Gov. Andrew Cuomo took another step toward legalizing marijuana in New York, announcing a 20-person work group to draft legislation allowing for recreational use by adults, the Wall Street Journal reports. The announcement came after a state health department study that addressed the effects of pot legalization on public health, the economy and the criminal justice system. The report concluded that the positive effects of a regulated marijuana market would outweigh the potential negatives. Lawmakers and advocates have been working on marijuana legislation in the past year. Senate Bill S3040, otherwise known as the Marijuana Regulation and Taxation Act, was introduced in early 2017 and proposes legalization. The measure is still in the Senate Finance Committee.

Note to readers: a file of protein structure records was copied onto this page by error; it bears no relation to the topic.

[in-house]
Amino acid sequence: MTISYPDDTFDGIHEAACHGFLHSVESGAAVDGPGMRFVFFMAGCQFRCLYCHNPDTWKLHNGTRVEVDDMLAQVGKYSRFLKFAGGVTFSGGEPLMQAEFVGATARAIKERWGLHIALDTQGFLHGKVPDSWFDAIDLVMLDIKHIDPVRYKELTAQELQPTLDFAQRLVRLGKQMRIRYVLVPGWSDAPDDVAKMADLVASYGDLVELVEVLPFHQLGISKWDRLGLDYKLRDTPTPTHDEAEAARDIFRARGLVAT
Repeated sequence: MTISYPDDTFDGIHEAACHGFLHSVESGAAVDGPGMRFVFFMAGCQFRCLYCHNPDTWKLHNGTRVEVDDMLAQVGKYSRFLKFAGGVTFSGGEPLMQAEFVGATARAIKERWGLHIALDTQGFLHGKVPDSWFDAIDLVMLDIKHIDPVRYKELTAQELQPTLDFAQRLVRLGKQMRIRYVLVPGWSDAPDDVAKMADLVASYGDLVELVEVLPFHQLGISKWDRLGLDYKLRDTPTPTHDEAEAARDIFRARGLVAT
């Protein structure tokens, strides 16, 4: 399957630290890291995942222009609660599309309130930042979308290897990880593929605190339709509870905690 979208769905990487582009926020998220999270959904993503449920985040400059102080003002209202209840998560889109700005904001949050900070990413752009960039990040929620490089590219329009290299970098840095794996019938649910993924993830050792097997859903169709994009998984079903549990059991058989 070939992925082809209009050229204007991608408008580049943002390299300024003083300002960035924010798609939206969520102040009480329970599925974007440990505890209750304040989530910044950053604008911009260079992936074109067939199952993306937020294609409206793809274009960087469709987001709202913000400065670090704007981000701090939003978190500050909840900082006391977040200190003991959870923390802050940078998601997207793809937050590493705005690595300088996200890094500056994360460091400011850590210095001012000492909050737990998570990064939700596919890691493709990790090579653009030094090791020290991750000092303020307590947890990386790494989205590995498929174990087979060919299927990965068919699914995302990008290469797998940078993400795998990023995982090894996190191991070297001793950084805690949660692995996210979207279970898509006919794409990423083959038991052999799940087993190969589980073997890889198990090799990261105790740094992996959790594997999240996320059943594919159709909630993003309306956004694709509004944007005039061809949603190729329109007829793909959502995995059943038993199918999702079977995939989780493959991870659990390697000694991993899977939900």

David Holland of the National Organization for the Reform of Marijuana Laws, Empire State NORML, said: “We’re not aware yet of all the different aspects that the governor is considering, but we look forward to reviewing them and making ourselves available to him for guidance in this area.” The organization has worked closely with lawmakers to draft the bill now in committee, and is cautiously optimistic about the governor’s work group. The state legislature legalized medical marijuana in 2014 and expanded the law last year to make the drug more convenient for patients to use. Sen. Diane Savino, who sponsored the 2014 medical-marijuana legislation, said legalizing recreational pot could have economic and social benefits for the state. Cuomo, who is running for a third term, has advocated for the softening of marijuana-related crimes for years. Marijuana investors have been among his biggest campaign contributors.